Effect of husbandry and housing of pigs on the organoleptic properties of bacon

S. J. Maw*, V. R. Fowler, M. Hamilton, A. M. Petchey

*Corresponding author for this work

Research output: Contribution to journalArticlepeer-review

32 Citations (Scopus)


A study of 23 farms in the north east of Scotland was undertaken to test for differences in the eating quality of bacon. Data were collected on management practices, genotype, feed and housing characteristics. Dust concentrations were measured photometrically, aerial ammonia concentrations chemically, and pig cleanliness on a five-point scale. Bacon samples from four animals (two male, two female) from each farm were subjected to a sensory profile analysis by a trained panel. Sixteen attributes were assessed describing appearance, texture, taste and aroma. Significant differences (P < 0.05) were found between farms for all attributes. Step-wise regression analysis showed that the main differences were due to breed type, floor type and housing conditions, with straw courts giving rise to bacon of superior eating quality compared to other housing systems.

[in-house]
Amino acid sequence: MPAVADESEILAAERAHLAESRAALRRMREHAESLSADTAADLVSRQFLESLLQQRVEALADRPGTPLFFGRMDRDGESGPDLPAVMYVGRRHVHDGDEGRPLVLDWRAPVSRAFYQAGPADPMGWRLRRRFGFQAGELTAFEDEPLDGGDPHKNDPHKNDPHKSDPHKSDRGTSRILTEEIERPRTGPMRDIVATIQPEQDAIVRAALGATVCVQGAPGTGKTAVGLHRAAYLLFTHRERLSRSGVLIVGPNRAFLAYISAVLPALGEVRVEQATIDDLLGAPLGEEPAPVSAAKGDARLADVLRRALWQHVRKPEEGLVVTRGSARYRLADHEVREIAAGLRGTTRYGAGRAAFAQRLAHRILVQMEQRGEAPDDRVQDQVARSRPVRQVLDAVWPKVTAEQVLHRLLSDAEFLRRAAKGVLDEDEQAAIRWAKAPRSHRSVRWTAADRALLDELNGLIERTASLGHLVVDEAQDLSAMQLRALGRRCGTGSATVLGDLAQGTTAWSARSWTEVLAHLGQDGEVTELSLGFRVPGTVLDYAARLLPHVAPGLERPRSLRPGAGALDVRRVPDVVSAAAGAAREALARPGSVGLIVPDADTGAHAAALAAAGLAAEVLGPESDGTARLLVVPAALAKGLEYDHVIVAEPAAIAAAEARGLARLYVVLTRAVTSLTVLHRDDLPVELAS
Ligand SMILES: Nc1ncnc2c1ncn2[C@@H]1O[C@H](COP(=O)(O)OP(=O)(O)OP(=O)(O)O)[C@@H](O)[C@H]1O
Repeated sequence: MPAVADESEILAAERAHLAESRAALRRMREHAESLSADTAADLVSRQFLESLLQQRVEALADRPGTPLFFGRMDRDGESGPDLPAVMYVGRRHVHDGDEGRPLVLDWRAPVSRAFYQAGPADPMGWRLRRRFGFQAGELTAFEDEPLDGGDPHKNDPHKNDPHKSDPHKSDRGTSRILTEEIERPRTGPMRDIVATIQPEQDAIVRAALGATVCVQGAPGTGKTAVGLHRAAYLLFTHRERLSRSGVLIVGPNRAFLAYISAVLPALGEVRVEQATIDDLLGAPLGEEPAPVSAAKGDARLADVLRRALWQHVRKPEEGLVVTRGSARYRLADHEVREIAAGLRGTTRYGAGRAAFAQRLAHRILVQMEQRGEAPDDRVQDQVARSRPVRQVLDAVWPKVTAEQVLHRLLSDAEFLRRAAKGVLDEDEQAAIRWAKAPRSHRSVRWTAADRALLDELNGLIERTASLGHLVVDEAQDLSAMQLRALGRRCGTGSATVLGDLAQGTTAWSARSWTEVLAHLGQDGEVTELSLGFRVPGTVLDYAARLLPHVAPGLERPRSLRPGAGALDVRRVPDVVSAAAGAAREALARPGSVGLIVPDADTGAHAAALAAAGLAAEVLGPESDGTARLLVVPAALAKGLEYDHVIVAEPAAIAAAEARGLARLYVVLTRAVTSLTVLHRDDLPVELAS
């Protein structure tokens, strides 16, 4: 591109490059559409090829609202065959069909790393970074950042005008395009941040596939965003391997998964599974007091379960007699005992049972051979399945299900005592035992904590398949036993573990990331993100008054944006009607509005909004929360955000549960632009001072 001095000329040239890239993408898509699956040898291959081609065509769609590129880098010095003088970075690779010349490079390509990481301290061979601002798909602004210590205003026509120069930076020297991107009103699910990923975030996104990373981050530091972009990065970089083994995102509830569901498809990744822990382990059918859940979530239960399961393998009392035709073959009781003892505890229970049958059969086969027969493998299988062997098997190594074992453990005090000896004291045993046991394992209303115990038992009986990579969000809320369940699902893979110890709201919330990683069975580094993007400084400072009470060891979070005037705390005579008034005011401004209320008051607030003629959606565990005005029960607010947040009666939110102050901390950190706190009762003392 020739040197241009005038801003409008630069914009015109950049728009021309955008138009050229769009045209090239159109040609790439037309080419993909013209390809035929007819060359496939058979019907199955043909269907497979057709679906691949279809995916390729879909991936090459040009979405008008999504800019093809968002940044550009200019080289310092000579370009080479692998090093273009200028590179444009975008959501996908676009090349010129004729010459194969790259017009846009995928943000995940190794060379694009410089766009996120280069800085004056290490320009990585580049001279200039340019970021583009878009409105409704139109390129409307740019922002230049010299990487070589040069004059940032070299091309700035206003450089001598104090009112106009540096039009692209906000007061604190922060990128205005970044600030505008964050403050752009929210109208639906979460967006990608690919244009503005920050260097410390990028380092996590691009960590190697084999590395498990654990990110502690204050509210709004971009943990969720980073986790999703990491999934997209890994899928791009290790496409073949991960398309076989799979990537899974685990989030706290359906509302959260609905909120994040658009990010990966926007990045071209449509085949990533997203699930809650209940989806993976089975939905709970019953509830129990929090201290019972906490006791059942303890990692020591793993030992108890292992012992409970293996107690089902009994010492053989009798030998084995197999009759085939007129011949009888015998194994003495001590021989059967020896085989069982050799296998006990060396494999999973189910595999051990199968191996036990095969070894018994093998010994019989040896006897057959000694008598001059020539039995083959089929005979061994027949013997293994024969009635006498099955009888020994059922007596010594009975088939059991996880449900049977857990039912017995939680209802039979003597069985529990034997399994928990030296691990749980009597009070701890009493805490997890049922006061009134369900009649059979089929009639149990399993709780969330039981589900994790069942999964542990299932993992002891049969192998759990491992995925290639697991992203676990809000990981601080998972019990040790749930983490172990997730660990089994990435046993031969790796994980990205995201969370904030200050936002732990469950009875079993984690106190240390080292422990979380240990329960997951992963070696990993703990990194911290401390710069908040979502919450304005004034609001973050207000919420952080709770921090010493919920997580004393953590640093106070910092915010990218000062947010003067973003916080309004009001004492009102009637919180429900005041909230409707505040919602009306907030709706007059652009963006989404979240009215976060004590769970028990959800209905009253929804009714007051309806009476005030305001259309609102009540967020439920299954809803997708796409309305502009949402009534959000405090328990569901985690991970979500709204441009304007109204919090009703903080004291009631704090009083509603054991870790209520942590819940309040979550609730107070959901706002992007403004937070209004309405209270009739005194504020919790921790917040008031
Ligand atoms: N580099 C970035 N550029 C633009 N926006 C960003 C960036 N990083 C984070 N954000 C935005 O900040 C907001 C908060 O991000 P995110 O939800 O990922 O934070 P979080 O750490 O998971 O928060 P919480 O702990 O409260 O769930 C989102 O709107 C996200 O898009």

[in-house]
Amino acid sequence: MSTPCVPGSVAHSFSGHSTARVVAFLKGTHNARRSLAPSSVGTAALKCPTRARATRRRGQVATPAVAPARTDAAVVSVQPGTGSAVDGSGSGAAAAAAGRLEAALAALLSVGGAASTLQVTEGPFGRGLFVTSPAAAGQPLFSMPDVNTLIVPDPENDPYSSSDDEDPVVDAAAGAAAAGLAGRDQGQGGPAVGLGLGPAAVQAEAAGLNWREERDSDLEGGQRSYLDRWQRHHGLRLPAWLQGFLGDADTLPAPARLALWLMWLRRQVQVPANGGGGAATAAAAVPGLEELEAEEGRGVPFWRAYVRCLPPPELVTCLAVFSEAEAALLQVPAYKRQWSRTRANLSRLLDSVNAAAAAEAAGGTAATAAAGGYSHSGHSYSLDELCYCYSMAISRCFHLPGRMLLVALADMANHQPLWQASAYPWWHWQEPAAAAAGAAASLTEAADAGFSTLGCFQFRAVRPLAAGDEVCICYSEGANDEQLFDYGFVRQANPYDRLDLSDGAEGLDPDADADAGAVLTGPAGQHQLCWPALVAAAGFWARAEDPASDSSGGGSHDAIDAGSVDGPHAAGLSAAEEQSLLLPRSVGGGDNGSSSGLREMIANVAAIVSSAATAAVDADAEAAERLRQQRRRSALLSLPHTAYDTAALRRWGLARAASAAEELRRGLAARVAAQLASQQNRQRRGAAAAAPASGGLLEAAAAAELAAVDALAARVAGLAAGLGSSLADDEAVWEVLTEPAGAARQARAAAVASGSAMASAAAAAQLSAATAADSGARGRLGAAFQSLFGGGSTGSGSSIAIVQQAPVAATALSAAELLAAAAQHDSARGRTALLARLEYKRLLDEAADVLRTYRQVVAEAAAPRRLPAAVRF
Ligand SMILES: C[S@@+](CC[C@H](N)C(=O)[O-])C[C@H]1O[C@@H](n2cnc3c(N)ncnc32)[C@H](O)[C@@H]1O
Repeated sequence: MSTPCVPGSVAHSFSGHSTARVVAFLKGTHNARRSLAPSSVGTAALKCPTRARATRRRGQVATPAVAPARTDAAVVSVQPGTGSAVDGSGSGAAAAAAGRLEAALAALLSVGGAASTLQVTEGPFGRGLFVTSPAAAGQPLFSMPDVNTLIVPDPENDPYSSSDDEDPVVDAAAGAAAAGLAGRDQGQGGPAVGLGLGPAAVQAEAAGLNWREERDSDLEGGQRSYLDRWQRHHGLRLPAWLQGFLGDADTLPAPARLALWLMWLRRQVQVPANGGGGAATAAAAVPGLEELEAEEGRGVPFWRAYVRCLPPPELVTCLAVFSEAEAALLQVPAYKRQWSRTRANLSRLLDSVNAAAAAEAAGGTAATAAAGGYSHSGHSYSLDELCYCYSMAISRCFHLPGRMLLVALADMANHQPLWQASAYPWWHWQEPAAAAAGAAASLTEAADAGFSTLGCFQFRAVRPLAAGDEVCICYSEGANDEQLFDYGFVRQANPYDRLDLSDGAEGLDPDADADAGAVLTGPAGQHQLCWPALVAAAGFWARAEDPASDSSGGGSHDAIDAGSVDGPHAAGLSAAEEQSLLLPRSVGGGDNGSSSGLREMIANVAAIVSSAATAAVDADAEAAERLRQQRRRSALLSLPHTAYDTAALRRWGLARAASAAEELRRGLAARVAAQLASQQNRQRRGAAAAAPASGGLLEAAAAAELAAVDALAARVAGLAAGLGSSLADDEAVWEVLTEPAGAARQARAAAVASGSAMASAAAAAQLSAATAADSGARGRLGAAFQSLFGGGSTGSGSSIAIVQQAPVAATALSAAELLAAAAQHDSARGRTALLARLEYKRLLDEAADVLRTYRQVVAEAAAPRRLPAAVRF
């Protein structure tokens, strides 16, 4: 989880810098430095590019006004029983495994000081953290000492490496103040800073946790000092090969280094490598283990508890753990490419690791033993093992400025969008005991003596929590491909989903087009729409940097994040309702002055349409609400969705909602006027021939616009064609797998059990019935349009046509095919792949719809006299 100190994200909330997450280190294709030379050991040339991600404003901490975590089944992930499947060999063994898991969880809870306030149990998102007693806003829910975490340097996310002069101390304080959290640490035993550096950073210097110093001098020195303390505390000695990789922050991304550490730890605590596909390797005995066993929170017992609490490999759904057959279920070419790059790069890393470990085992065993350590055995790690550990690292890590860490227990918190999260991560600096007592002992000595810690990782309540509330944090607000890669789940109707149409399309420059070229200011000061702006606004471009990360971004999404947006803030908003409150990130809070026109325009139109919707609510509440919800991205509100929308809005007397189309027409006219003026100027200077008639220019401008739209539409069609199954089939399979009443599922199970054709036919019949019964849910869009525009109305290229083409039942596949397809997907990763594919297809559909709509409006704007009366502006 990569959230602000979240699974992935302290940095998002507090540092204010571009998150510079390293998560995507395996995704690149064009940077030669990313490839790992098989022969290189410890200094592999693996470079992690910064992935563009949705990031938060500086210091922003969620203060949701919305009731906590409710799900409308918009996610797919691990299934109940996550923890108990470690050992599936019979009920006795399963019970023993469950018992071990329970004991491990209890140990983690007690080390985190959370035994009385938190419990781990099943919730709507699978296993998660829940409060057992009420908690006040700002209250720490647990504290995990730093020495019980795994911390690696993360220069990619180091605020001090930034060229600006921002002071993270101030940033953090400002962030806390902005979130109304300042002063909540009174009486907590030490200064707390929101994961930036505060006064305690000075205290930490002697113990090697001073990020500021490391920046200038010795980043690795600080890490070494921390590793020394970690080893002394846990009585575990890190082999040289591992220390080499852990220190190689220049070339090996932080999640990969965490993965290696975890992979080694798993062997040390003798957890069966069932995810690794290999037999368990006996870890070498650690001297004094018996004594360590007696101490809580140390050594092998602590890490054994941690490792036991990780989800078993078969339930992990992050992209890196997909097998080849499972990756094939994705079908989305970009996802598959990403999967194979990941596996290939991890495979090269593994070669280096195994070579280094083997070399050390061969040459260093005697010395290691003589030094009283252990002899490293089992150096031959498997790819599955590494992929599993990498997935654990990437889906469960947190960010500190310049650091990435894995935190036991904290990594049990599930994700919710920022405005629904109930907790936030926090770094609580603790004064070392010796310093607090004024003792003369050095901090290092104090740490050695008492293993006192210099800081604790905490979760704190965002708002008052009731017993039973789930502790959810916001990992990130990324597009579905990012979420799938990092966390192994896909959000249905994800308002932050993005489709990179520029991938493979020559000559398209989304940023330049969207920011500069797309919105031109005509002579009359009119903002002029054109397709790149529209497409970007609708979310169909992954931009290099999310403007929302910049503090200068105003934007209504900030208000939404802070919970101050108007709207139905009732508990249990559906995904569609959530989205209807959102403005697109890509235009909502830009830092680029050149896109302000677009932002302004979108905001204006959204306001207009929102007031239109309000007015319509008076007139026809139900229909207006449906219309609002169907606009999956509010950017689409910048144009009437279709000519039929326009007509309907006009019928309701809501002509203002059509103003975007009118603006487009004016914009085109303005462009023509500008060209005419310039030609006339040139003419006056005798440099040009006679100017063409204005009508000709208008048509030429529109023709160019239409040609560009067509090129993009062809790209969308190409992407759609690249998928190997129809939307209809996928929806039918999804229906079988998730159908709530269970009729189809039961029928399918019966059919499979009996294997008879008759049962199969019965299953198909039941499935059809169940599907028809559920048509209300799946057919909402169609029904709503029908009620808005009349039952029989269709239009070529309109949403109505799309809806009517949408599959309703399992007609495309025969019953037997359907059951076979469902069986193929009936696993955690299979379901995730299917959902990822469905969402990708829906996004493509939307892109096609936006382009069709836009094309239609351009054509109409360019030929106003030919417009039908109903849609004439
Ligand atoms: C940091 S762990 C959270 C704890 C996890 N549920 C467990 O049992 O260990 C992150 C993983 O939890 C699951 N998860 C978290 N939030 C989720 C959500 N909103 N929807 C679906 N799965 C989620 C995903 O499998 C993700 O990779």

Original languageEnglish
Pages (from-to)119-130
Number of pages12
JournalLivestock Production Science
Issue number2-3
Publication statusPrint publication - 31 Mar 2001


  • Bacon
  • Housing
  • Husbandry
  • Organoleptic properties
  • Pig-housing


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